Dr. Anil Potti, the Duke University cancer researcher whose resume and research are under scrutiny, is the ideal target for Paul Goldberg, the editor of The Cancer Letter. Goldberg, who has an uncanny sense for hubris, is building a reputation for outing bad apples among cancer researchers, and he has dug up some interesting documents about Potti.
I met Goldberg a year ago at a training course the National Institutes of Health put on for science writers. He was one of the speakers and talked about a lung cancer researcher whose research was flawed and who failed to disclose the $3.6 million she had received from a cigarette maker.
After I read The Cancer Letter’s special issue about Potti, I called Goldberg and got his permission to link to the documents supporting the stories.
- A copy of the letter more than two dozen biostatisticians wrote to Dr. Harold Varmus, newly appointed director of the National Cancer Institute, urging for a public inquiry.
- A copy of the American Cancer Society letter that notified Dr. Sandy Williams, vice chancellor for academic affairs at Duke’s Medical Center, that payments were being halted on a $729,000 grant Potti had been awarded.
- Three versions of Potti’s resume. One version that includes his now disputed claim of being a Rhodes scholar, a second version that also includes the claim and a third version that doesn’t. Potti used the two versions that include the claim while he was a research fellow at Duke. At the time of the third version, he was already an assistant professor in Duke’s department of medicine and the Institute for Genome Sciences and Policy.
- A copy of Potti’s residency application at the University of North Dakota School of Medicine, which includes his educational history in India, a transcript from his medical college in India and a personal statement.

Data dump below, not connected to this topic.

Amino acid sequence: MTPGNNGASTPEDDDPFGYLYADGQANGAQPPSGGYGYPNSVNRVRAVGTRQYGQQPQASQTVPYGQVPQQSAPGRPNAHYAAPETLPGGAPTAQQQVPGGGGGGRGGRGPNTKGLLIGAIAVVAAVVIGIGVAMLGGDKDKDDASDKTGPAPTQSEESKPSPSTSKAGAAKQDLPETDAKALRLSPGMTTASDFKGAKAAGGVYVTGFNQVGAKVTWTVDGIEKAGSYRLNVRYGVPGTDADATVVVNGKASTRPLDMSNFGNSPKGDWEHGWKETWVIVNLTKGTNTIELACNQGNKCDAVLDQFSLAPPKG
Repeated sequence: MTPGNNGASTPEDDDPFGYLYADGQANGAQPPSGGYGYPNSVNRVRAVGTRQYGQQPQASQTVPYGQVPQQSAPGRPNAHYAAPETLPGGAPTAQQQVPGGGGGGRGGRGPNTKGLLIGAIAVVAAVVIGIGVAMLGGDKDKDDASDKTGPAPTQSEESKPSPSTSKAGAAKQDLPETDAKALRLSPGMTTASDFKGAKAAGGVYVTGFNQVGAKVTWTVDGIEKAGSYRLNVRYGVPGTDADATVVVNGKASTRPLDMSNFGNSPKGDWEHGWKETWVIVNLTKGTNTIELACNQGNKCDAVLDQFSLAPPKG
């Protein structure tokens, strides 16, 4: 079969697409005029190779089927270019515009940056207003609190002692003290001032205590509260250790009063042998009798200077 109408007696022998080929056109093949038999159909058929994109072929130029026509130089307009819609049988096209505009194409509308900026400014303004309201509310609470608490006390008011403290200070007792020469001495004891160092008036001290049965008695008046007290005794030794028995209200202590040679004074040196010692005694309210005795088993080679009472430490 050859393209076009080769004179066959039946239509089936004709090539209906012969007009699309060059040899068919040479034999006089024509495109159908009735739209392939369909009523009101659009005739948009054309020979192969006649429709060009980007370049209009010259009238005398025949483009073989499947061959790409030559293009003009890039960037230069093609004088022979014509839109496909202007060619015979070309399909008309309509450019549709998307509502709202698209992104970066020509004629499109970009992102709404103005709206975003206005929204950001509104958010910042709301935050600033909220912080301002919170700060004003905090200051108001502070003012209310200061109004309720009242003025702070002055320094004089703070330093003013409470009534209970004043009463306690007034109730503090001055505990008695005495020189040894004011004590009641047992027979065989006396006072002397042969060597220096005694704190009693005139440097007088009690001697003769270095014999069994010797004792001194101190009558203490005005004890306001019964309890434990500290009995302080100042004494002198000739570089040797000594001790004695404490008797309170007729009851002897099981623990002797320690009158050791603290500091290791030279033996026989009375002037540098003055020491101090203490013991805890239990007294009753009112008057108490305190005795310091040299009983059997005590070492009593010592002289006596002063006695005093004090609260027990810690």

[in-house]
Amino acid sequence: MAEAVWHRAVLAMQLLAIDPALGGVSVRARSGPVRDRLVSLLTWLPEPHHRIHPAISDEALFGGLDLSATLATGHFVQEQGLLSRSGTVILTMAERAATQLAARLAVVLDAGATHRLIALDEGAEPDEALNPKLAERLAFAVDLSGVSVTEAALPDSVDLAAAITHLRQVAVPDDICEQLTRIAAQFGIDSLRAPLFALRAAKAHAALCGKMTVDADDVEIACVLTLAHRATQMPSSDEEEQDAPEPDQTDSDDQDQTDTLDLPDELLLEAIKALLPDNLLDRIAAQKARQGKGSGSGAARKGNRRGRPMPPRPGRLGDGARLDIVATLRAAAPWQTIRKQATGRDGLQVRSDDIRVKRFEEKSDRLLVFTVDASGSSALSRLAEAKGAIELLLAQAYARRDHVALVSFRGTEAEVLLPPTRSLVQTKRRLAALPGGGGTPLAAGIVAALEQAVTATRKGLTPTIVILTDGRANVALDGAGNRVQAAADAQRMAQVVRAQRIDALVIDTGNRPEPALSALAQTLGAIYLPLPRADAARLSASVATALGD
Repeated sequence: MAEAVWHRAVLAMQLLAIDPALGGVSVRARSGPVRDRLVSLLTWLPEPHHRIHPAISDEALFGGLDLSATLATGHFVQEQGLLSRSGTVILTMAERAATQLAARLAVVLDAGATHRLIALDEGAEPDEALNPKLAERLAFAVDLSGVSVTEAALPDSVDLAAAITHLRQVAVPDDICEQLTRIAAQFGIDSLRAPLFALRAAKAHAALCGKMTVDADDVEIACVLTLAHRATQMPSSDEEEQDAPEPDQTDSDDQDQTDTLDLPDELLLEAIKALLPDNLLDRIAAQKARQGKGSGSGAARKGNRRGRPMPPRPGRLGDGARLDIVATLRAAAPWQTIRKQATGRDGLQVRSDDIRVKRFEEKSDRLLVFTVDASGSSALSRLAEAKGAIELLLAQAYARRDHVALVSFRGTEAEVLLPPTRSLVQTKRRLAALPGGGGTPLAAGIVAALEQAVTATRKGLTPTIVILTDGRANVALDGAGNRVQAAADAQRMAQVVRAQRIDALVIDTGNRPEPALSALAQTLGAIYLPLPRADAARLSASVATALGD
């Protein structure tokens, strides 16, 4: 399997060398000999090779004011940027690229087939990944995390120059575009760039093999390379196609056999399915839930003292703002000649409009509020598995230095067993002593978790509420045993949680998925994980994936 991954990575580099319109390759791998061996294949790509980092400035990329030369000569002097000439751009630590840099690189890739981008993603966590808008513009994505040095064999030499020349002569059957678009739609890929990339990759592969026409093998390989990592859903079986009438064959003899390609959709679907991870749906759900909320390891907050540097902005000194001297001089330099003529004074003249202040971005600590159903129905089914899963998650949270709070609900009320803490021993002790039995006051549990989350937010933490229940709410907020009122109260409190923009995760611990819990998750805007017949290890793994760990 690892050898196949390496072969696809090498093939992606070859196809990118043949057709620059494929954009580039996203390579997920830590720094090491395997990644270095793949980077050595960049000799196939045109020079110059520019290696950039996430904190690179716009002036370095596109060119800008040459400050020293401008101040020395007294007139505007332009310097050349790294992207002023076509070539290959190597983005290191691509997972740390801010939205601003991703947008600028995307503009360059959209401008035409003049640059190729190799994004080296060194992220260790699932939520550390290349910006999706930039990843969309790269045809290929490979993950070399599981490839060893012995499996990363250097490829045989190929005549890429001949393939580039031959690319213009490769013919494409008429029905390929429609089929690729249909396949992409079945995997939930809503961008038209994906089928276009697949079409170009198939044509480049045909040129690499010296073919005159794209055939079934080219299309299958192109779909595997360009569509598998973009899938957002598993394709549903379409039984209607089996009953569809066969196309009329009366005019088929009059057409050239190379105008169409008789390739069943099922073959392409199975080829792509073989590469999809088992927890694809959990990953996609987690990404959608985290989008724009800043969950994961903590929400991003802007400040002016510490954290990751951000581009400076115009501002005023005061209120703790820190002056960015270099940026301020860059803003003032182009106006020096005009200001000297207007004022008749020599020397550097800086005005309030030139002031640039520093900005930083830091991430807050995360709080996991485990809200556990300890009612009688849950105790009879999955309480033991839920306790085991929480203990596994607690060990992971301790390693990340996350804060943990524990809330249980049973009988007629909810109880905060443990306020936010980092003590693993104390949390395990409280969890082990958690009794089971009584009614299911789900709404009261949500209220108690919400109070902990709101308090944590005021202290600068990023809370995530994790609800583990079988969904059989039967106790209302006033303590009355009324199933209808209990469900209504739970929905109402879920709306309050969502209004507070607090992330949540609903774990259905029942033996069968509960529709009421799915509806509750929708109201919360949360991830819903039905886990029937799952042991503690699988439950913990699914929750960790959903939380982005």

- A faculty profile of Potti, which was published in 2007 in Genome Life, a newsletter of Duke’s Institute for Genome Sciences and Policy. The profile calls him a Rhodes scholar.
Resume padding to gain academic stature is nothing new.
A few months ago, a former Harvard students was indicted for falsifying the resume that got him into the Ivy League school and several scholarships. Last year, California regulators found out that a new law to regulate air pollution was based on statistical work done by a researcher who hadn’t earned a doctorate in statistics from the University of California at Davis as he had claimed. Three years ago, the dean of admissions at the Massachusetts Institute of Technology had to resign when it became clear she had inflated her resume with degrees she never received.
Dr. Anil Potti
But Duke has bigger problems than suspected resume padding by a rising star. The Lancet Oncology, a British medical journal, and the American Cancer Society are investigating potential errors in Potti’s research, because other researchers have been unable to independently replicate breakthrough statistical findings that promised to predict which chemotherapy is best for each cancer patient.
Questions about possible statistical errors in Potti’s research came up last year. Duke halted three clinical trials Potti was involved in and investigated, but didn’t allow outsiders to double-check the data in question, according to Goldberg.
Being able to repeat an experiment and come up with the same results is a basic tenet of research. It’s the litmus test to separate fact from fiction in science.
Duke has had problems with basics before.
- In 2003, Jesica Santillan, a 17-year-old Mexican immigrant, died after receiving a heart-lung transplant at Duke University Hospital. The transplant was from a donor with the wrong blood type.
- In 2005, surgical instruments at two hospitals in the Duke University Health System were washed in used hydraulic fluid instead of detergent. The mixup wasn’t detected for weeks, because administrative staff failed to heed multiple complaints by staff.
- In 2008, research of Homme Hellenga, a Duke professor of biochemistry known for his work with designer enzymes, came under fire and he had to retract two research papers because other researchers who repeat his experiments cannot get the same results. According to a story in the magazine Nature, a student in Hellinga’s lab had raised questions about the experiments before the results were published.
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